In late May 2020, George Floyd spoke his last words. I can’t breathe. These words and his gruesome killing were the catalyst for a revolution that echoed, not only across the United States, but around the world.
His death, the insidious fruit of our nation’s systematic racism, led to public outcry for change, which is reshaping the course of our country. Many people are finally speaking out against racial injustice.
Summer 2020 has reminded us that silence is not neutrality. Instead, it serves only to encourage evil and wrongdoing. Years of social psychology research backs this up. Racism, like sexism and other forms of bigotry and violence, is a system. When we do nothing to interrupt it, it will simply continue. As Holocaust survivor and human rights champion Elie Wiesel once said, “Neutrality helps the oppressor, never the victim. Silence encourages the tormentor, never the tormented.”
Elie Wiesel once said, “Neutrality helps the oppressor, never the victim. Silence encourages the tormentor, never the tormented.”
I am inspired by the bravery of men and women throughout history who have stood up and protested against injustice, even at their own personal risk. They have taught us that the march for justice is often a marathon—not a sprint—and that for real change to occur, we need to keep going. In that spirit, here are four inspiring change makers who show the power of refusing to stay silent in the face of injustice. Hopefully, their stories will fuel us to continue speaking truth to power, no matter what we face.
A Swedish diplomat and businessman, Raoul Wallenberg led a diplomatic mission during World War II to rescue Hungarian Jews by issuing Swedish passports and renting buildings to serve as safe houses. He did this courageously and relentlessly, even in the face of threats and extreme pressure from both the Hungarian and German governments, in total saving tens of thousands of lives. He was rounded up by Soviet forces in 1945 and was killed for his courage.
Today, he remains one of just seven people to be named honorary citizens of the United States and is honored as one of the most brave men in history. In the preface of the Smoltsov Report, Swedish Secretary of State Hans Dahlgren wrote of Raoul Wallenberg with high esteem.
“He did not ask what needed to be done. He did not need a decision-making process in the face of evil. His unerring moral compass indicated the path that he should take… Raoul Wallenberg thus set an example. He knew that we need not always be prepared to do what is right. He showed that we are all able to meet a challenge.”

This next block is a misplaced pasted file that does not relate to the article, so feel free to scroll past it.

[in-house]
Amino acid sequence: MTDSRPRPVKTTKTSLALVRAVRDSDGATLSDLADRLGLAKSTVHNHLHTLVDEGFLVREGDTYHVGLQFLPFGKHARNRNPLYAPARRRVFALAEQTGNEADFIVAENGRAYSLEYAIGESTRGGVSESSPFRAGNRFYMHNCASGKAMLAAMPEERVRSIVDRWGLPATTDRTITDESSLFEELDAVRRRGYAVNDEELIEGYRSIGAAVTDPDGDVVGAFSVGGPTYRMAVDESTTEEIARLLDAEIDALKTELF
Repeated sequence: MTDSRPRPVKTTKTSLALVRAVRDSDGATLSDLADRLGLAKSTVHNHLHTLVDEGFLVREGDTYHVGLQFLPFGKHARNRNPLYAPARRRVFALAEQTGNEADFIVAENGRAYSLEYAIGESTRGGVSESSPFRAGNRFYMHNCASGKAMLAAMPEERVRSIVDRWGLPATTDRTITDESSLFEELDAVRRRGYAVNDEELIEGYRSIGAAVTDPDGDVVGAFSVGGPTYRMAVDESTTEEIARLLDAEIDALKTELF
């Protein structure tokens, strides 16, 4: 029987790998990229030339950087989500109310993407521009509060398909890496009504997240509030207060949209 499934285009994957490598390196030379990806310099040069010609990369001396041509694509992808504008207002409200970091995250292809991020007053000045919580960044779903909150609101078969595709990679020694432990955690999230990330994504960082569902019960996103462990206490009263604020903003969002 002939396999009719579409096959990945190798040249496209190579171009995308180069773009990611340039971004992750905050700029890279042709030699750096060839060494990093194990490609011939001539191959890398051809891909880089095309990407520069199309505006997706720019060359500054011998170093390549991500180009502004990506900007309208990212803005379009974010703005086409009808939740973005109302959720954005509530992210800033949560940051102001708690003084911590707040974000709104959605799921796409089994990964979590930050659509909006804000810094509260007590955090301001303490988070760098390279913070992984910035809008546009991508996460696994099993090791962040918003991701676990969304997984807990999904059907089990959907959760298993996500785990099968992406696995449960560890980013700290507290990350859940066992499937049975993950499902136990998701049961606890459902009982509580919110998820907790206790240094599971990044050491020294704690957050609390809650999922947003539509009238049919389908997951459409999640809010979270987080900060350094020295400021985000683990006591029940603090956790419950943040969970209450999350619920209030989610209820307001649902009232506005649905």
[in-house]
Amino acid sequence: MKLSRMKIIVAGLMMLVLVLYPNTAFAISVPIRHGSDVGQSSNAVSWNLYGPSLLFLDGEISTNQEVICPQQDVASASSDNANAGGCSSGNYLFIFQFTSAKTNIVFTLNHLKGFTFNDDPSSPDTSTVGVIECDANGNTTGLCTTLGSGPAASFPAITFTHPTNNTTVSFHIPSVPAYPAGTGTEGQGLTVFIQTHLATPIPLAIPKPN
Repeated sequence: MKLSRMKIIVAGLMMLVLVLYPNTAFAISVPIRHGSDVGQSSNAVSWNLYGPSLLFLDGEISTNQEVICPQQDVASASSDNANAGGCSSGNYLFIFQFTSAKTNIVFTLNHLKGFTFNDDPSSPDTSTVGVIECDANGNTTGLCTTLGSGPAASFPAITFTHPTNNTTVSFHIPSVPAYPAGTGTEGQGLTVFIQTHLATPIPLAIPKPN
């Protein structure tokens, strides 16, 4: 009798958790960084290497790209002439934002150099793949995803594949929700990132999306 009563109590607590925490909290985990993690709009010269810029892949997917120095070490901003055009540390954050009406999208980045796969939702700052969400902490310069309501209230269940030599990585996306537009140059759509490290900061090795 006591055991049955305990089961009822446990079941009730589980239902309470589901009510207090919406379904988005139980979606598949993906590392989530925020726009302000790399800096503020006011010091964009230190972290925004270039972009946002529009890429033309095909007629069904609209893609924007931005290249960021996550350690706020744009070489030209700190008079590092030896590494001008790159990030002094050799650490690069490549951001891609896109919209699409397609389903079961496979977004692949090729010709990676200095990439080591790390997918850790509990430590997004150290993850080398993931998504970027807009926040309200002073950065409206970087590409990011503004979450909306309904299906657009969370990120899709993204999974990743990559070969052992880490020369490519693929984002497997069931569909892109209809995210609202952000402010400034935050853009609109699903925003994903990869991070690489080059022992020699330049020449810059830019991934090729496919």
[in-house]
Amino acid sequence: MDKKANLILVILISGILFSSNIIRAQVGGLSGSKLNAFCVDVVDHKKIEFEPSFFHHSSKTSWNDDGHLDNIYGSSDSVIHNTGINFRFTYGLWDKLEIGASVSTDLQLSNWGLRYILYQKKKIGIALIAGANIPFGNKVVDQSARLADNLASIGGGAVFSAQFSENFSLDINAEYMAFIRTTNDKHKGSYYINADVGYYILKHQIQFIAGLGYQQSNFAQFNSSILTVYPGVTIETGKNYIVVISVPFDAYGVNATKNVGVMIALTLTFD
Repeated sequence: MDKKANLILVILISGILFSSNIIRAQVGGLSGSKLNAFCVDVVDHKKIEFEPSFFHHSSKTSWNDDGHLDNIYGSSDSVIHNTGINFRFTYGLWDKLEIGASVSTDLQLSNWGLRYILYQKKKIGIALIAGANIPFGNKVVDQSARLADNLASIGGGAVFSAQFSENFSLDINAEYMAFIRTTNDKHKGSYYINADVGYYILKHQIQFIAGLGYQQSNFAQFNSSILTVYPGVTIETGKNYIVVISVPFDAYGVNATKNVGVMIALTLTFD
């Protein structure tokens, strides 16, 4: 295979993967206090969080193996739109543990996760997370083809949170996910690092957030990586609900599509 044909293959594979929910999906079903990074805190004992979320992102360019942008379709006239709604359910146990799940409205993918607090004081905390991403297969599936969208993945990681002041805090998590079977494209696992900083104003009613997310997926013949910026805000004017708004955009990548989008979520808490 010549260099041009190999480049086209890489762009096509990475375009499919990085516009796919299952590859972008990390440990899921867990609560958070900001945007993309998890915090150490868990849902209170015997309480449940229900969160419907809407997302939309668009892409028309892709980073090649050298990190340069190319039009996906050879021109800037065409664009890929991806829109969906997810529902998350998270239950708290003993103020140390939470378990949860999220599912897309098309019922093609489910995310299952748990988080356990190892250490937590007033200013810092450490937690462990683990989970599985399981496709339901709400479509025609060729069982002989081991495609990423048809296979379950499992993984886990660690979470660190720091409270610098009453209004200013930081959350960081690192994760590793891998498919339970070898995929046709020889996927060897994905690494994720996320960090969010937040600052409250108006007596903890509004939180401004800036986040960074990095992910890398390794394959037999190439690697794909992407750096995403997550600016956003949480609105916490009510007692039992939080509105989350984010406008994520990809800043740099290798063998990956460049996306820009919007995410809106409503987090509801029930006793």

Tank Man, also known as the Unknown Protester or Unknown Rebel, is one of history’s most famous heroes. He remains nameless 30 years later. In 1989, the Chinese government launched a brutal crackdown on students, workers and citizens peacefully protesting for their freedoms in Tiananmen Square.
No display of courage was as enduring as that of “Tank Man,” a lone man in the street, meeting rows of tanks and soldiers with calm, courage and quiet. His bravery exposed the cruelty of the regime for the world to see. Because of him, Tiananmen remain seared in the world’s memory as an iconic and enduring struggle for freedom, inspiring millions around the world today.
Congressman John Lewis
Fifty-five years ago, a young John Lewis packed two books, an apple, a toothbrush and toothpaste in his backpack in preparation for a long night in jail. He set off on a march to change the course of history. Together, with Dr. Martin Luther King and other civil rights leaders, he joined the march from Selma to Montgomery to demand voting rights for African Americans.
Peaceful demonstrators were met with brutal attacks by oncoming state troopers at the Edmund Pettus Bridge in Selma. Lewis was repeatedly struck with a billy club on his head, and his skull was fractured. The day would later be called Bloody Sunday.
Yousafzai is best known for defying the Taliban in Pakistan and demanding equal access to education for girls. At age 11, as one of the few girls to go school in the Taliban-run Swat Valley, she wrote a blog under a pseudonym for the BBC speaking out about the importance of girls’ education.
On Oct. 9, 2012, a gunman shot Yousafzai as she was returning home from school. Her harrowing near-death experience shone a powerful light on the brutality of the Taliban regime, leading to widespread international condemnation that has ramped up pressure for change.
Today, Yousafzai has become a global activist for the right to education. In 2014, she became the youngest person to receive the Nobel Peace Prize. She also co-founded the Malala Fund, a non-profit organization that offers education and training for girls ages 14 to 18.
What present day or historical leaders inspire you to use your voice for positive change? Do you have any fears attached to speaking up against injustice? What are they?
Image via Michael Avedon